God Stoops to Turn Our Resignation to Restfulness

[Life must be imbued with meaning if it is to be worth living. But how can meaning be sustained when the end of life seems pointless? Even if one diligently gathers wisdom for three score and ten years, life must still go the way of the grasshopper. It is hard to keep faith in a good God who orders providence when misfortune strikes and one loses everything that has been regarded as blessings of God. Faith clings precariously to a thread worn thin as one suffers unbearable pain caused by terminal illness…

The defiance of the hard core skeptic or Stoic in the face of pointless and overwhelming suffering seems heroic when he counsels that the best way to find peace is to renounce any hope of finding meaning in life and to submit to fate. But is not the resignation of oneself to everything without complaint nothing more than a capitulation to inscrutable fate? Is life not reduced to groping in the dark where all things are colorless and grey? Without beauty and meaning, one loses the desire to act and sinks into paralyzing resignation.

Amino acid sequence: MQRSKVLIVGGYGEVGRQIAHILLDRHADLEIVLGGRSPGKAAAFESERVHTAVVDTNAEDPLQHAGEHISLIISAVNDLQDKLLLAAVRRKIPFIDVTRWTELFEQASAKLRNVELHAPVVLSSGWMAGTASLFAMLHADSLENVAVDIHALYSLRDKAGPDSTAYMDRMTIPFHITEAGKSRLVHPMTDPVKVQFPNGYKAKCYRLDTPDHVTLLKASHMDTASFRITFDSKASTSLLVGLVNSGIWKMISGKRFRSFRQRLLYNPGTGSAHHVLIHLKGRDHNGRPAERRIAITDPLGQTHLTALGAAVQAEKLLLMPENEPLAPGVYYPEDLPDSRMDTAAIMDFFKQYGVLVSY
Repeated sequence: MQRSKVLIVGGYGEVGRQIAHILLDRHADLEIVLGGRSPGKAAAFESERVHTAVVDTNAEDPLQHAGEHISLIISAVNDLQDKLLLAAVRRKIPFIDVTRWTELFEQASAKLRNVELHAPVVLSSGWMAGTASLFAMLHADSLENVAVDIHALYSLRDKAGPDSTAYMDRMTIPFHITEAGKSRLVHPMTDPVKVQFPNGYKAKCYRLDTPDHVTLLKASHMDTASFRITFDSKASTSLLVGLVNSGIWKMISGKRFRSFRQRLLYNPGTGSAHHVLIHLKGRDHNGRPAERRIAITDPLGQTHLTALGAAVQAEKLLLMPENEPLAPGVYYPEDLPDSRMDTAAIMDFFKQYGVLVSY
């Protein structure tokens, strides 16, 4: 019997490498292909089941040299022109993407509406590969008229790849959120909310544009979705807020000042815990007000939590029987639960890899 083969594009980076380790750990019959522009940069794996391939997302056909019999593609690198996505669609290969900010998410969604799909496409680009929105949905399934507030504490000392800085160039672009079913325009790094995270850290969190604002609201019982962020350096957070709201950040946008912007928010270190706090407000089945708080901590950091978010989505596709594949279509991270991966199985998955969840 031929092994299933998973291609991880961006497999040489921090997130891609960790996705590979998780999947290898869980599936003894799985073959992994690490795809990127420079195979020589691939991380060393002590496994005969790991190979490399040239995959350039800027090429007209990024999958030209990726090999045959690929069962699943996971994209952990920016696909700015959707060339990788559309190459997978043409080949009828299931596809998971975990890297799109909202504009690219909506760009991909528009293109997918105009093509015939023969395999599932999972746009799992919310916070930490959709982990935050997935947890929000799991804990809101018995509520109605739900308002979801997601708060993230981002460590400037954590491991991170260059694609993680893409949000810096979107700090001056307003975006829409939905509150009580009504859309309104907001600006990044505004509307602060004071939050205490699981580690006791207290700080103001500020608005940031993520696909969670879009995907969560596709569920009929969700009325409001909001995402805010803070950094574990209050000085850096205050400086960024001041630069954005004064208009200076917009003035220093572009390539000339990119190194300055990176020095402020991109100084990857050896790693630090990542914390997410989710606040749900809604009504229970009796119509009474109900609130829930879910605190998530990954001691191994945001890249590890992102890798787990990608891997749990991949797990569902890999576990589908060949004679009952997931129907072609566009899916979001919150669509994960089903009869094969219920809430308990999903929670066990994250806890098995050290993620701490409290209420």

The Christian believer may seem to share the same kindred spirit with the Stoic when he prays through his suffering, the immortal words of Jesus Christ in the Garden of Gethsemane, “Thy will be done.” But his prayer is a reposeful confession of faith rather than an utterance of despair or resignation. For he knows something that a person without Christ cannot know. He knows that he is entrusting his life into the hands of the heavenly Father rather than capitulating to impersonal and capricious fate.]

It is true that I can say, “Thy will be done,” pious as it may sound, in a completely godless way. That is, I can say it in a fatalistic way, with the idea that what must come must come and there is nothing we can do about it. And this, of course, is precisely what this petition does not mean! Anybody who knows Jesus Christ does not say to God: “Do what thou wilt! There is no escaping thy will.” Rather he says, “Thy will be done” with a calm and perhaps even cheerful mind. For he knows that the will of his heavenly Father, to whom he here commits himself, is a good will. He knows that it is true that his Father may not do what he proposes in his prayer, what he regards as meaningful and right. Yet that does not matter, for he knows that the Father knows his needs far better than he does. Therefore he can confidently leave the decision to his Father’s will and accept what comes to him from his hand…